Somewhere on Penny Lane where blackbirds sing, I fell in love with him. I promised to be true, just as he asked, even though I was just 17 and not yet a paperback writer.
Now, in a vast concert hall where everyone was twisting and shouting, my best friend, Eleanor Rigby, began to scream.
“For cripe’s sake,” I yelled at her, my voice sucked into the void with thousands of other screamers. “We’re too old for this. Stop acting like a teenager.”
But Eleanor’s eyes gleamed, and by god, she looked exactly like a teen. “Paul,” she moaned. “In my life, it’s always only been you!”
Paul jammed on his guitar, which gently wept.
A hundred people surrounding me gently moaned.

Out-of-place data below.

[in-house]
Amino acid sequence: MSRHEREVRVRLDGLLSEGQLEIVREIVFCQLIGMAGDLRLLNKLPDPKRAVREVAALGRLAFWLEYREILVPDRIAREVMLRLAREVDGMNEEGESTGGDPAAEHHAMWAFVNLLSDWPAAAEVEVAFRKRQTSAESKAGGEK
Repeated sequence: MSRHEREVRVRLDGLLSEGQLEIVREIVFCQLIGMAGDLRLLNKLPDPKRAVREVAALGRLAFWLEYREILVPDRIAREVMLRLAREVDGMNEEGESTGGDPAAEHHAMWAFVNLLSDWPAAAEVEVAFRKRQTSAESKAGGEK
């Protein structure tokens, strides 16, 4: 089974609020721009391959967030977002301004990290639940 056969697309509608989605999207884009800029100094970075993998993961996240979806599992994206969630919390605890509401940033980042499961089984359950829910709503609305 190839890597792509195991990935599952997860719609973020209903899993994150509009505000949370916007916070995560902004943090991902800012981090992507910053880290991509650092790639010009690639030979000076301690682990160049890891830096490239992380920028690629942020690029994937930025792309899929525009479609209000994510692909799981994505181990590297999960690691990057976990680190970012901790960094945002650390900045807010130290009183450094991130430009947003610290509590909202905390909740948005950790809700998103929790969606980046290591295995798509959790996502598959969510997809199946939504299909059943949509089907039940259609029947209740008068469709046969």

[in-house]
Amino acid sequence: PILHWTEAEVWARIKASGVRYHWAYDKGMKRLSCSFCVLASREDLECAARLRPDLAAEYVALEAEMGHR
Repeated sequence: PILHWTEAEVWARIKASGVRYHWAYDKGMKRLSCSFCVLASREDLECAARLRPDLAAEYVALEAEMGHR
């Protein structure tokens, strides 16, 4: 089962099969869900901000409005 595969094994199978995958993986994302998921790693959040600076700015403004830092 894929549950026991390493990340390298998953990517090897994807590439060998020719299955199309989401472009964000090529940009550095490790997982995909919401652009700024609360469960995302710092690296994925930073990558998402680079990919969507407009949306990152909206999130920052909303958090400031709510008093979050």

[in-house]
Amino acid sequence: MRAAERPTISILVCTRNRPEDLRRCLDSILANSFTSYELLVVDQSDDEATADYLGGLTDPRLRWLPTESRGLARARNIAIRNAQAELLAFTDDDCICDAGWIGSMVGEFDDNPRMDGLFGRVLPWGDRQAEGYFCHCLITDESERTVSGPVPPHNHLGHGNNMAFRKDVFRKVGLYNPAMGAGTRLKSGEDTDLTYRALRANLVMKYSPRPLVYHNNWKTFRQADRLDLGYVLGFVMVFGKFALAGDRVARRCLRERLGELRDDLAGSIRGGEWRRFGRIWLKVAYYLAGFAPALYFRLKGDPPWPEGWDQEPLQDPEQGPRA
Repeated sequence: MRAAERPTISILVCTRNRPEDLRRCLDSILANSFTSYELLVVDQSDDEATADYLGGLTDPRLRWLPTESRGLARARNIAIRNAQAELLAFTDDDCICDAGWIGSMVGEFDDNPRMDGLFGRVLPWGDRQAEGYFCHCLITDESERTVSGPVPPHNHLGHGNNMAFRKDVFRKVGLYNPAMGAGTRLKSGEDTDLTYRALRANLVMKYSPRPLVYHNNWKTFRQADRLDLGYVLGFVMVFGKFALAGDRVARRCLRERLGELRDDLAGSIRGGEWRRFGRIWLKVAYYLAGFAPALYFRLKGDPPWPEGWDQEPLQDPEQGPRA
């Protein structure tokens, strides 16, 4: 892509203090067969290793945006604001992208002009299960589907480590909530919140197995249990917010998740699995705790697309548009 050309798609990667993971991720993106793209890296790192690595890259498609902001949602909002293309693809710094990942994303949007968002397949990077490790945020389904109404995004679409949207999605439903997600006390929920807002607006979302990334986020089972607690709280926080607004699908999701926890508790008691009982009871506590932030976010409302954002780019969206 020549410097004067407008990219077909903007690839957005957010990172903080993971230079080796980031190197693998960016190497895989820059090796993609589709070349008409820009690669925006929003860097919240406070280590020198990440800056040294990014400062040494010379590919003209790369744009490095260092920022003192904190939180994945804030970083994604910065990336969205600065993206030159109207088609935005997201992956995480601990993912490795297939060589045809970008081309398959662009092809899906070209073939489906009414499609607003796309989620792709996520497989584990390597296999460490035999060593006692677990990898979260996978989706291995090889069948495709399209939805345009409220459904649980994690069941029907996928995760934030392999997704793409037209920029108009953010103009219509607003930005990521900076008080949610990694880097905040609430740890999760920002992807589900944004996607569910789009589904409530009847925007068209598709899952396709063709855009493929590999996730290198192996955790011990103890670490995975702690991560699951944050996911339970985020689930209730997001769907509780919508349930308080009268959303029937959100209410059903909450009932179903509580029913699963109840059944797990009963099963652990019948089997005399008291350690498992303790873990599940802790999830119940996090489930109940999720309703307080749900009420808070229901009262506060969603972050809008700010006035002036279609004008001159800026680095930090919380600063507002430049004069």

Including my daughter, but she wasn’t into Paul McCartney’s concert like Eleanor and I were. “Mom, you and Aunt Ellie are embarrassing me,” she muttered. But she seemed to be only mouthing the words. The din sounded like we all lived in a yellow submarine crashing against oceanic waves.
But then she saw someone she recognized. A guy. Her age. “Hey, Jude!” She noticed how enthusiastically he was clapping along with Paul and his 5,000 fans. So, like everyone else in the indoor stadium, she waved her arms toward the heavens, back and forth, back and forth.
I eyed her suspiciously.
“Mom, really. All you need is love.”
We smiled, hugged, and screamed in symphonic joy.